There is a “glaring” need to bridge the digital divide, both within and across countries, as the digital economy has played a key role during the current COVID-19 crisis, according to a report by the World Trade Organization (WTO).
The report has argued that the experiences and lessons emerging from the COVID-19 crisis could be a further incentive for global cooperation in the area of e-commerce, which could help to facilitate cross-border movement of goods and services, narrow the digital divide, and level the playing field for small businesses.
Need To Bridge The Digital Divide
It said certain traditional obstacles have been accentuated and have continued to hamper greater participation in e-commerce activities by small producers, sellers and consumers in developing countries, particularly in least-developed countries (LDCs).
“The pandemic has highlighted the glaring need to bridge the digital divide, both within and across countries, given the central role the digital economy has played during the crisis,” it said.
E-Commerce Related Challenges
It also said that e-commerce for goods and services trade has been adversely impacted by the factors that have caused disruption in supply and demand overall and such disruptions have resulted in delivery delays or outright cancellation of orders.
Several other e-commerce-related challenges have arisen or been further amplified during this pandemic such as increasing prices to unreasonably high levels, product safety concerns, deceptive practices, and cybersecurity concerns, the report said.
It, however, said the enforcement of social distancing, lockdowns and other measures in response to the COVID-19 pandemic has led consumers to ramp up online shopping, social media use, internet telephony and teleconferencing, and streaming of videos and films.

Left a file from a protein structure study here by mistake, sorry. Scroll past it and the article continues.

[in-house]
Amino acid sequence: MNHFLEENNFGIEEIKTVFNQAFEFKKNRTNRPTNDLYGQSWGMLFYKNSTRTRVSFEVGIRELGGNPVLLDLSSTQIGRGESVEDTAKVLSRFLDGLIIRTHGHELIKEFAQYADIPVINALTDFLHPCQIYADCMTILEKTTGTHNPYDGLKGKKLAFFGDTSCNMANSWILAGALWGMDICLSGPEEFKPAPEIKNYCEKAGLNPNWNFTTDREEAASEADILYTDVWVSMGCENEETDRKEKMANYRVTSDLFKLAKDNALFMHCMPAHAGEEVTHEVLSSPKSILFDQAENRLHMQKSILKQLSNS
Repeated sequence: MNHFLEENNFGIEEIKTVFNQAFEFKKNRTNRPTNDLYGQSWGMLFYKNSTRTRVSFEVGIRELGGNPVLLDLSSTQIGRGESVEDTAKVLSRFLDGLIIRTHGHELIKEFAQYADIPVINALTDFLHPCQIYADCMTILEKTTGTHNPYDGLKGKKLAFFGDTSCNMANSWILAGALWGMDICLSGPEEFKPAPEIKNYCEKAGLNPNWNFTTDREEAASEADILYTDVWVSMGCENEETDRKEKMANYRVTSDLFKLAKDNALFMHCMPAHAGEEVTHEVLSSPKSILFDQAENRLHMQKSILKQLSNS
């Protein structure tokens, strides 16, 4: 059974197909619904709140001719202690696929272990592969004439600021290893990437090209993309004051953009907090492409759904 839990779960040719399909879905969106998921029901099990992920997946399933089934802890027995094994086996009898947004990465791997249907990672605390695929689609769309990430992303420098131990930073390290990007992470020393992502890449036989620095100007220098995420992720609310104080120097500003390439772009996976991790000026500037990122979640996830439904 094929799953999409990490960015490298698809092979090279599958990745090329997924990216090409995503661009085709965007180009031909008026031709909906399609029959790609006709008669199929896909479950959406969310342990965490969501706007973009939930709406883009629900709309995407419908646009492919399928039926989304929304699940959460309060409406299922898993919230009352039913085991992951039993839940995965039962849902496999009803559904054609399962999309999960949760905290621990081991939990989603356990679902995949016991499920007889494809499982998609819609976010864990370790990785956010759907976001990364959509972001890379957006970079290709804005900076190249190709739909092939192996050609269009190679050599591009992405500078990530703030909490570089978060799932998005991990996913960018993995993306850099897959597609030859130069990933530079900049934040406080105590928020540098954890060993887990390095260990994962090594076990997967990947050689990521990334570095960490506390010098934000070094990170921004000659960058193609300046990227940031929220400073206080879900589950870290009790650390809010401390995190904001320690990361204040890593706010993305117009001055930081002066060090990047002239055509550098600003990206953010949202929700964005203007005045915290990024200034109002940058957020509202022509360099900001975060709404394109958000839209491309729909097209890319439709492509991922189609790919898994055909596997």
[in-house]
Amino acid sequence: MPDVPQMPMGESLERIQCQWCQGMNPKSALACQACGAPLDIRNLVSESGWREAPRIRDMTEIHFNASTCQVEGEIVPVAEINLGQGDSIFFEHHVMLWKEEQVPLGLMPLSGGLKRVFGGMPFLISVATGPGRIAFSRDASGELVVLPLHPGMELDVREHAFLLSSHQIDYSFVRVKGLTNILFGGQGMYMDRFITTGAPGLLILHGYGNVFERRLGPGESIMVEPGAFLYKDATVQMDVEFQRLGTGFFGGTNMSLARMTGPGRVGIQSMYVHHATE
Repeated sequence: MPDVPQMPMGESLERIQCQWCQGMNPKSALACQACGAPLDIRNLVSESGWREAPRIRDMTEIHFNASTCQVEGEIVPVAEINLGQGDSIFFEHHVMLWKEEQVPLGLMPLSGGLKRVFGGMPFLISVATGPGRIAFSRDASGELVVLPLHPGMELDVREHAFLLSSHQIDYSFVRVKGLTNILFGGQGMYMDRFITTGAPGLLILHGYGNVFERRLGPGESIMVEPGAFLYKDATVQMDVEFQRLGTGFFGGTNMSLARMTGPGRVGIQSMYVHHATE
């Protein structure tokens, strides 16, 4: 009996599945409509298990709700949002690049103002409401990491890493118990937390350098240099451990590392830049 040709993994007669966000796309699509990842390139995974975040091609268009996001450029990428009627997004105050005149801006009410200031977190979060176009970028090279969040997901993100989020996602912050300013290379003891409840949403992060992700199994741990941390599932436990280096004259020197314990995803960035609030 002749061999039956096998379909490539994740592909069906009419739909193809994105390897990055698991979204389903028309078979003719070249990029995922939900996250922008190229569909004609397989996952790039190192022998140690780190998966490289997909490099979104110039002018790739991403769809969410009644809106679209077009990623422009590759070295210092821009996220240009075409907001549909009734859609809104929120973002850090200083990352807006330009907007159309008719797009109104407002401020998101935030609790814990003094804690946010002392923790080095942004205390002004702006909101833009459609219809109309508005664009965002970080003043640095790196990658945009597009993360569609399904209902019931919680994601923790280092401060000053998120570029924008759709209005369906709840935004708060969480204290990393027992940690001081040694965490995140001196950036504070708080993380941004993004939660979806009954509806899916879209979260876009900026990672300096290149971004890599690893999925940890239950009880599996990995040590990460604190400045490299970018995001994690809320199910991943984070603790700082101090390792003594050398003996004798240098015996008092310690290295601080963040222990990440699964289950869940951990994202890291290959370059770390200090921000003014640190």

“This has resulted in spikes in business-to-consumers (B2C) sales and an increase in business-to-business (B2B) e-commerce. The increase in B2C sales is particularly evident in online sales of medical supplies, household essentials and food products,” it added.
It said that demand has also increased for internet and mobile data services. It added that the pandemic has made it clear that e-commerce can be an important tool or solution for consumers.
“The global nature of COVID-19 and its impact on e-commerce may encourage strengthened international cooperation and the further development of policies for online purchases and supply…E-commerce can also support small businesses and, by making economies more competitive, be an economic driver for both domestic growth and international trade,”it added.
The WTO work programme defines electronic commerce as the production, distribution, marketing, sale or delivery of goods and services by electronic means. With a fast growing e-commerce sector both in India and globally, the rich nations want specific guidelines on the sector at the WTO.